The Population Institute (PI) is an international non-profit (registered 501(c)(3) organization) that seeks to promote universal access to family planning information, education, and services. Through voluntary family planning, we strive to achieve a world population in balance with a healthy global environment and resource base. PI was established in 1969 and is located on Capitol Hill in Washington, DC.
PI's mission is to provide essential leadership to promote voluntary family planning and reproductive health services and increase awareness of the social, economic, and environmental consequences of rapid population growth. PI works actively to educate policymakers, policy administrators, the media and the general public about population issues. PI also recruits and trains tomorrow's population activists, and national membership networks to address population issues. Our programs advance population education and activism. The Institute promotes both international and U.S. support for voluntary family planning programs.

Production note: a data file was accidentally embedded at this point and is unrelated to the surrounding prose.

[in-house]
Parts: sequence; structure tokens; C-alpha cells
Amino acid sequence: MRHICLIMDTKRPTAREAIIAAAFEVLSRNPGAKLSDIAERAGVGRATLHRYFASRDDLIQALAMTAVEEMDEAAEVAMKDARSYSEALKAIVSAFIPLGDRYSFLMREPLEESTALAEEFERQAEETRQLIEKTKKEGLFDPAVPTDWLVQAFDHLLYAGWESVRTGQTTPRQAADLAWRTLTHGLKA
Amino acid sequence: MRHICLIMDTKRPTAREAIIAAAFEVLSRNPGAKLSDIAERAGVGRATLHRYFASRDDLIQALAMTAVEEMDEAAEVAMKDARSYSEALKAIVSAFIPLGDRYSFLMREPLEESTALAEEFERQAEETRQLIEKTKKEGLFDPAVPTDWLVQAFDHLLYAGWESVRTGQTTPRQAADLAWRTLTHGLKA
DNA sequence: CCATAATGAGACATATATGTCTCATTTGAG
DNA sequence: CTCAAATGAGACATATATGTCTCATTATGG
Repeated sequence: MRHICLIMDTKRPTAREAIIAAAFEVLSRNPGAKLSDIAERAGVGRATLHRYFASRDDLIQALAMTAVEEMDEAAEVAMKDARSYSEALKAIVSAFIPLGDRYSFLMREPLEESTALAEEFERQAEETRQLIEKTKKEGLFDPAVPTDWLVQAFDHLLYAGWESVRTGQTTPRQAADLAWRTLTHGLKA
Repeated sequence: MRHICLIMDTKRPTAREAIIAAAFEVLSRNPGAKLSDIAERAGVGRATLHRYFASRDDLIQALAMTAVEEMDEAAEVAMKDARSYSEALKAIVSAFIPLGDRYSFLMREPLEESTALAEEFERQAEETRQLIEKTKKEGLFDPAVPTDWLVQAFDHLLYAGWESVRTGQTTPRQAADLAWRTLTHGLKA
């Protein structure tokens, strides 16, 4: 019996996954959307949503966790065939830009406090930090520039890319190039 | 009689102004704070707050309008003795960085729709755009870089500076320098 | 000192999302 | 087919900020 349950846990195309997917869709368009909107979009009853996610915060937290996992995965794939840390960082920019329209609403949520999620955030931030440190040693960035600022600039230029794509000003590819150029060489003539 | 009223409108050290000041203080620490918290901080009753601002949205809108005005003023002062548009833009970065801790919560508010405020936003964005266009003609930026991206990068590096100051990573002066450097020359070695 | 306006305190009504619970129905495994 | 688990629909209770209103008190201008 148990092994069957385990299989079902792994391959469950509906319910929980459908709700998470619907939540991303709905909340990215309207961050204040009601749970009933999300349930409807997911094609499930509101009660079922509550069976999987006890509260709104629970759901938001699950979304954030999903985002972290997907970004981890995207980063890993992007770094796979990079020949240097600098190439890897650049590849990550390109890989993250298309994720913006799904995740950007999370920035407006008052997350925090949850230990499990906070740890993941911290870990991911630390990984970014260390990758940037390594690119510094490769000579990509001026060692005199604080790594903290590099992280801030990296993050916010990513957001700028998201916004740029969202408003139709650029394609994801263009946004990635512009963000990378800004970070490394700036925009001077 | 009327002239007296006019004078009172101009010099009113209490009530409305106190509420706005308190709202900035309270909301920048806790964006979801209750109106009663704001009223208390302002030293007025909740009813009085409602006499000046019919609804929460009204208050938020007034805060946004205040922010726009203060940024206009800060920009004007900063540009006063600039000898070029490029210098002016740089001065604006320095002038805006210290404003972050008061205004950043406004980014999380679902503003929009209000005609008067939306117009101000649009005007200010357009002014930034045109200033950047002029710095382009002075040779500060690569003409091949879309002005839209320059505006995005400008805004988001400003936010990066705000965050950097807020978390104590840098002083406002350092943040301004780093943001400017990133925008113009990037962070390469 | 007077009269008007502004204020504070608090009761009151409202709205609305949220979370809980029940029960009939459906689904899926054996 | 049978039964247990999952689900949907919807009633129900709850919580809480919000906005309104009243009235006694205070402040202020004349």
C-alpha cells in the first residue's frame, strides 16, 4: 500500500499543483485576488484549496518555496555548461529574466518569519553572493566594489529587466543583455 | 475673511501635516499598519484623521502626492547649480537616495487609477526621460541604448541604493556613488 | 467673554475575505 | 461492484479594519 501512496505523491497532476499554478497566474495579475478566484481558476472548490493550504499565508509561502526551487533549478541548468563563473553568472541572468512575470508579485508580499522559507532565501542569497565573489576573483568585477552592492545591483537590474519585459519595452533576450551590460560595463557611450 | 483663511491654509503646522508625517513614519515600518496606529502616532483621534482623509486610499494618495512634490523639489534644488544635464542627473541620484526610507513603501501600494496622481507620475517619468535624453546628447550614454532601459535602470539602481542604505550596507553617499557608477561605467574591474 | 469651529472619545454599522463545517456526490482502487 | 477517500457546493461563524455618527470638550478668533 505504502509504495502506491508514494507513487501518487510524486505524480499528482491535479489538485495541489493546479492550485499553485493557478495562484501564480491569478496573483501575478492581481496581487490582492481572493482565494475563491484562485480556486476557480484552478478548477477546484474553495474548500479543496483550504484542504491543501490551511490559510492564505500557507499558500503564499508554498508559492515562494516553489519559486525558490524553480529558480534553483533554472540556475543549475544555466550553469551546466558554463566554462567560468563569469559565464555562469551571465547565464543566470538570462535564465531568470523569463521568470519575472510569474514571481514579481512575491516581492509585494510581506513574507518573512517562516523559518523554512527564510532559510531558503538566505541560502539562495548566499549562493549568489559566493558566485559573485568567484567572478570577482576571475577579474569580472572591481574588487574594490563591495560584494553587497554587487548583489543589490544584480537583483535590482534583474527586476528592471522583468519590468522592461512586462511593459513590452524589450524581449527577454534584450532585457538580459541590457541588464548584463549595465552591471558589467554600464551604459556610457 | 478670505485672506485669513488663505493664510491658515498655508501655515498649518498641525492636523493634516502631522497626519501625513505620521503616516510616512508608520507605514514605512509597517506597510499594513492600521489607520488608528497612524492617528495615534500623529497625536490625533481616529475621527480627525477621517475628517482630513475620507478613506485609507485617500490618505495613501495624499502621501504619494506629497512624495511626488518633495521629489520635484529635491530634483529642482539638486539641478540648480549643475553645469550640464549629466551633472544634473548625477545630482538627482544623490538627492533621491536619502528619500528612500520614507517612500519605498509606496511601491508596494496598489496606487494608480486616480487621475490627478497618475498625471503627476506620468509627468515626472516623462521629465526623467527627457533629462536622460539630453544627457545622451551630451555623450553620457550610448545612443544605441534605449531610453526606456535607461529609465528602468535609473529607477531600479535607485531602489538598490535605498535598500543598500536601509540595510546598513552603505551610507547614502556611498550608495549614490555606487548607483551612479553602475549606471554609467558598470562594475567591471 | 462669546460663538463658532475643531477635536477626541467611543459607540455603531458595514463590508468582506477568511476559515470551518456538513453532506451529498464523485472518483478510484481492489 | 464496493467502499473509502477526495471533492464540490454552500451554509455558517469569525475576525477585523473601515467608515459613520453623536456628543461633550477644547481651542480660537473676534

Funding for the Population Institute comes from foundations, corporations and individual gifts. The Institute does not seek or receive financial support from the U.S. government. We welcome both time and financial contributions. Within the limits of the law, all contributions to the Population Institute are tax deductible.
HISTORY OF THE POPULATION INSTITUTE
Founded in 1969, the Population Institute worked in the 1970's with the 50 state legislatures, revising laws that denied access to reproductive health care, as well as working to combat teenage pregnancies through innovative commercials, public personality endorsements, and sex education training.
In 1978, the Institute expanded its horizons by embracing a new organizational element, the Population Action Council, formed to create population awareness and leadership for international population programs.
In 1980, given the magnitude of the population problem in developing nations, the board of directors voted to dedicate the Institute's resources and efforts entirely to the international population issues. Today, the Institute strives to educate industrialized countries about the consequences of rapid population growth on global resources and the environment, as well as to increase support and responsive help for regions needing assistance.